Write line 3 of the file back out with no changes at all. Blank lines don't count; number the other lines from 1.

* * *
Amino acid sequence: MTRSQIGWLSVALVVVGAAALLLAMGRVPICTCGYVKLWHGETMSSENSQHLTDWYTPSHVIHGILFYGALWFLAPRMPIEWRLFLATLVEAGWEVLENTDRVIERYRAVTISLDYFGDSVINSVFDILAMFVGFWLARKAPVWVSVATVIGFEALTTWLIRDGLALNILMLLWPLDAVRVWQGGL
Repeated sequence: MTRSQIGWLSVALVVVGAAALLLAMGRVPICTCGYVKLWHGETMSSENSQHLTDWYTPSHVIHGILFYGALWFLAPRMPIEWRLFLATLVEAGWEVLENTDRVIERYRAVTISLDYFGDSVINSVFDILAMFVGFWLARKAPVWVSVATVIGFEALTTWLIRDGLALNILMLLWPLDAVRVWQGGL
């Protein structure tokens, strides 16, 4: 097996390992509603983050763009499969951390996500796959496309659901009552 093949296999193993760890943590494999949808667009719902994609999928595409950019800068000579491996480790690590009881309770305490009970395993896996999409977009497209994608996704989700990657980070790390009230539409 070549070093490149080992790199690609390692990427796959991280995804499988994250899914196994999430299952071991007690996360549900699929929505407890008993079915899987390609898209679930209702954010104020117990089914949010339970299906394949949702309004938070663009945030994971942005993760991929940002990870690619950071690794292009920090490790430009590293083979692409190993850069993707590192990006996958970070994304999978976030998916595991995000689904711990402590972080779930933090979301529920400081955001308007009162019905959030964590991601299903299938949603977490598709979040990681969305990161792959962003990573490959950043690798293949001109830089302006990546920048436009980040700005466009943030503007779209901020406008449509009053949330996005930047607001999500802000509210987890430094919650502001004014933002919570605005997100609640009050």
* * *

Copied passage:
């Protein structure tokens, strides 16, 4: 097996390992509603983050763009499969951390996500796959496309659901009552 093949296999193993760890943590494999949808667009719902994609999928595409950019800068000579491996480790690590009881309770305490009970395993896996999409977009497209994608996704989700990657980070790390009230539409 070549070093490149080992790199690609390692990427796959991280995804499988994250899914196994999430299952071991007690996360549900699929929505407890008993079915899987390609898209679930209702954010104020117990089914949010339970299906394949949702309004938070663009945030994971942005993760991929940002990870690619950071690794292009920090490790430009590293083979692409190993850069993707590192990006996958970070994304999978976030998916595991995000689904711990402590972080779930933090979301529920400081955001308007009162019905959030964590991601299903299938949603977490598709979040990681969305990161792959962003990573490959950043690798293949001109830089302006990546920048436009980040700005466009943030503007779209901020406008449509009053949330996005930047607001999500802000509210987890430094919650502001004014933002919570605005997100609640009050």